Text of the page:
What is C-SPAN and Where Did It Come From?
Watch Your Government in Action on Real Reality TV
​January 24, 2019


Since 2008, public interest in elections and government have increased dramatically.  People of all ages, incomes, and political views follow news coverage of the campaigns, White House, and Congressional events.  Several television channels cover all of those topics.

In 1979, major companies in the cable television industry founded C-SPAN, the Cable Satellite Public Affairs Network.  Its purpose is to provide public access to the political process.  The cable and satellite TV companies finance C-SPAN and it’s included in most of their TV packages.

C-SPAN I offers live gavel-to-gavel coverage of US House of Representatives committee hearings and floor sessions, including votes.  C-SPAN II covers the same events in the US Senate.  When Congress is not in session, the network presents discussions, debates, press briefings, and other events relating to public policy.  During evenings and weekends, there are several regular series. Washington Journal hosts interview government officials and other newsmakers.  Book TV shows sessions with authors of books on US history and policy.  During Question Time, the British prime minister takes questions from members of Parliament.  C-SPAN III covers discussions about American history.

The best thing about the programs is that they take their time.  Since there are no commercials, they don’t have to rush through their segments.  C-SPAN programs contain no editing, commentary, or analysis.  There’s no play-by-play.  It’s refreshing to watch an event without the incessant chattering of the talking TV heads on the standard networks.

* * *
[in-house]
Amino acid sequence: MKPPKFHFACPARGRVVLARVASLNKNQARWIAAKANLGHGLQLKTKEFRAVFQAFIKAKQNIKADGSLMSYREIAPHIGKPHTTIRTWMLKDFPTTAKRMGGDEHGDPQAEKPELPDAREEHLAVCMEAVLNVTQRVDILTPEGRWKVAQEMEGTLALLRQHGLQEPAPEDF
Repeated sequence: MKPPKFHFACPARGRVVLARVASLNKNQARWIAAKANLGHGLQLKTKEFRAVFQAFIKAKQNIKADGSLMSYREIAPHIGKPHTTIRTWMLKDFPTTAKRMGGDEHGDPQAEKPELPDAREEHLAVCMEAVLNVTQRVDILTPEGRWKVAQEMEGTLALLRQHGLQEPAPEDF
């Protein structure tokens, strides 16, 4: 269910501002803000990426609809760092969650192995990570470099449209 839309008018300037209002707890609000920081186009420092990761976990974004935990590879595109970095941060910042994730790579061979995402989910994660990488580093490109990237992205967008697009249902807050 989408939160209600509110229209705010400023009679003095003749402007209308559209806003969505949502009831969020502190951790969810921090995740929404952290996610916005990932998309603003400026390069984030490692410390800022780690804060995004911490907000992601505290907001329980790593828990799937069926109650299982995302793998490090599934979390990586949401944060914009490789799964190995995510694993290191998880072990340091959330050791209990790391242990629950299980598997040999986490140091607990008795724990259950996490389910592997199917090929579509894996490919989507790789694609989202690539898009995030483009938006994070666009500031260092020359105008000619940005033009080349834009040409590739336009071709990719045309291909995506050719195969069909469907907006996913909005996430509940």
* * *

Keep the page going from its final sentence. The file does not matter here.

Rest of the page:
Because it’s a public service, C-SPAN doesn’t track viewer ratings as the commercial networks do. However, some research groups have conducted studies to learn more about the audience.  The Pew Research Center for the People & the Press estimates that 52 million Americans watch C-SPAN “sometimes” or “regularly”.  Their political views span all ideologies – conservative, moderate, and liberal.  The viewers closely follow government and political issues and are very interested in international news.  They are primarily younger than age 50 and are more likely to have college degrees than the viewers of other news networks.

You can watch past programs and live streaming video on the Web site, cspan.org.  The site also contains an extensive resource section with links to many major US newspapers, magazines, and TV networks as well as Congressional caucuses, various government offices, and tutorials on the legislative process.  It has more information on what’s happening in the White House than the White House website does.

You can also follow C-SPAN on Facebook and Twitter.

Pennsylvania’s version is PCN-TV, the Pennsylvania Cable Network, also created and funded by cable and satellite TV companies.  It covers the state legislature’s hearings and sessions, interviews newsmakers, visits historic sites, and shows some state college and high school sports events.  PCN has a very interesting series spotlighting Pennsylvania businesses and factories.

C-SPAN and PCN are both listed in your local TV listings.
Try them.  You won’t be disappointed.

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Patricia A. O'Malley
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Patricia A. O'Malley

Social Policy & Programs Consulting

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